Monday, January 19, 2015

Vacated Brains

Ah, vacation. That blessed time when everyone else goes away and leaves me the hell alone. I can sit and star at piles of essays and wonder "why haven't those graded themselves yet" then I can open the refrigerator and consider eating food, performing the calculus necessary to compute the self-loathing which will follow a binge. Then, back to the pile of papers and the shock when I discover that they are not yet graded.

I love vacation.

Also on vacation, I have the chance to catch up on all the shows my kids watch and which should be disgusting me more often. Sadly, I don't always have time to mock their taste in TV because of the pressures of the school year. But on vacation, I can hover over them and ask "whatcha watching?" over and over and then, no matter the response, spit back, "that's stupid." Because it is. To call shows today a "vast wasteland" is to insult the word "vast." And I don't confine my derision for TV/cable -- the ones produced for online venues or other streaming services are no better. I do watch TV but because I watch the shows I watch, they are therefore good. What the children watch is garbage. The only exceptions are if I happen to watch the same thing but that rarely happens (the exceptions exist on the Food Network).

Today's crap du jour was a show called something like "Child Genius." It was about children who are touted as geniuses. Hence the name. Their genius at age 10 is determined by their ability to memorize random bits of information and do math in their heads. Can they change a tire? Can they discuss a sonnet? No. But if you ever need someone to memorize a deck of cards, look one of them up. They're brilliant like that. As I was trying not to watch this show (it was on in the next room and I was working very hard at not grading a stack of 10th grade essays) I couldn't help but hear and get angry. This show was not so much about how "smart" these prodigies are. Granted, they have the odd brain cells to rub together in those years before they are beaten down by the harsh reality of a life which doesn't care that they took college classes before puberty. Surely these children are prepping their poses for the "Calendar of Mal-adjusted Kids who have No Friends" in order to pay their way through therapy. But the show was more about their parents -- those hyper-driven projecting narcissists who push their children on to a stage and who deprive their kids of love if the child, God forbid, forgets the "femoral artery."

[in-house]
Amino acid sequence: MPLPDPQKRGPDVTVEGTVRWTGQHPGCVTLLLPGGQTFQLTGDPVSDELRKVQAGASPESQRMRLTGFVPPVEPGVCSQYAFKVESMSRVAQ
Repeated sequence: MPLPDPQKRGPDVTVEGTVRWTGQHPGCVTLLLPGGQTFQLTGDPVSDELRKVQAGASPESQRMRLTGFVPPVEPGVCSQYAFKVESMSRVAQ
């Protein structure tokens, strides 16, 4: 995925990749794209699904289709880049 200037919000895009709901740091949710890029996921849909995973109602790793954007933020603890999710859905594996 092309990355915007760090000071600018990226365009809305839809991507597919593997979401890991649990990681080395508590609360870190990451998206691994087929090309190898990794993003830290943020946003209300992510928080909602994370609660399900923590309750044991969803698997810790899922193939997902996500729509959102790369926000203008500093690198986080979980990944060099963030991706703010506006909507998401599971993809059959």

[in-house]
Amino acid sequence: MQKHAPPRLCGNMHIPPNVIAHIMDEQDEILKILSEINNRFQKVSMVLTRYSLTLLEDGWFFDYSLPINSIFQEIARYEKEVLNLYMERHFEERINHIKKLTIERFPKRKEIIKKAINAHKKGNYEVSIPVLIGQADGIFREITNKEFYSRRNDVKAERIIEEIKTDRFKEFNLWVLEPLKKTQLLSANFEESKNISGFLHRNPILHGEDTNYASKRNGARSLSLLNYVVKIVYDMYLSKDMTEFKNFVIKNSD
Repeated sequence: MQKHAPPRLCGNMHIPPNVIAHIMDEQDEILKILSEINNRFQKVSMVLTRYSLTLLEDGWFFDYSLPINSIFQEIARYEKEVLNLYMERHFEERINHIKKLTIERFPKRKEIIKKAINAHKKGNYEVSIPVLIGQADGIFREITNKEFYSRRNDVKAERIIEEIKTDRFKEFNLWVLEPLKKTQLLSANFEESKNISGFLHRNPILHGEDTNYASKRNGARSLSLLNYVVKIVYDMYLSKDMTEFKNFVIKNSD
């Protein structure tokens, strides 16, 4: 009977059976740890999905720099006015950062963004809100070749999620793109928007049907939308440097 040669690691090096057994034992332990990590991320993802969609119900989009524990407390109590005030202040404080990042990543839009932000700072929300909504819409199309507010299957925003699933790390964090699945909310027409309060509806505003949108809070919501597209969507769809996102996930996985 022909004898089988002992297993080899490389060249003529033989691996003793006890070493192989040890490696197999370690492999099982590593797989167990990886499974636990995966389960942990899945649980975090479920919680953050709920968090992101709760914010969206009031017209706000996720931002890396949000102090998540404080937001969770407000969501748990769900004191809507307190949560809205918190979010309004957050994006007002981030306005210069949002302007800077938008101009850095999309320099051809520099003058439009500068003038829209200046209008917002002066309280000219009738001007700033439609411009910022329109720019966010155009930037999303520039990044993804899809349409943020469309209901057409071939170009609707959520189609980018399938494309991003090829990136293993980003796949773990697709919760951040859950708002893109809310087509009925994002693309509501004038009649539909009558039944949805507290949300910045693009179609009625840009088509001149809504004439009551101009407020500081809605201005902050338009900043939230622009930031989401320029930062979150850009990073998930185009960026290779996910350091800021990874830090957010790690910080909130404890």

Now, before I go any further, please, understand, I am not railing against this practice because I am incapable. I am pretty darned sharp and could hold my own against any random group of 10 year-olds, especially when the questions revolve around music from the 60's or how many shirts I own (hint, the answer is "a bunch"). I have known the thrill of the presentation. I was involved in a spelling bee in third grade. I won, and earned myself the book "101 Pickle Jokes." It was the sequel to "101 Hamburger Jokes" but lacked some of the punch of the original. I also am not angry because my own children have, in some way, disappointed me. My kids are plenty smart and they have a smarts that allows them to hold intelligent conversations, make sharp jokes, and wheedle another 20 bucks out of me. I just never saw the need to trot them out in front of strangers to brag about how unbelievable they are now and how desolate and depressed they will be in about 10 years. So, back to the show.

I wanted to believe that this show was a cut above the others. I wanted to think that because this show focused on the intellectual pursuits, it was redemptive, pulling the popular taste up the culture ladder. But it isn't about the brain. It is about the spectacle, and in that way, it is no better than the Dance Moms shows, the Toddlers in Tiaras shows and Real Housewives of Somewheresville. In a way, it is worse because it dresses itself up in the sheep's clothing of IQ points. But don't be fooled! The parents are serial abusers, the children are playthings and pawns and the voyeurs should be ashamed. This was the type of show that makes vacation a special bonding time when a father looks at his daughter and says those magic words, "I can't believe you are watching this junk." And she responds with "Based on this show, I guess you aren't the worst father in the world."

Bring back Tom and Jerry. At least that made sense.

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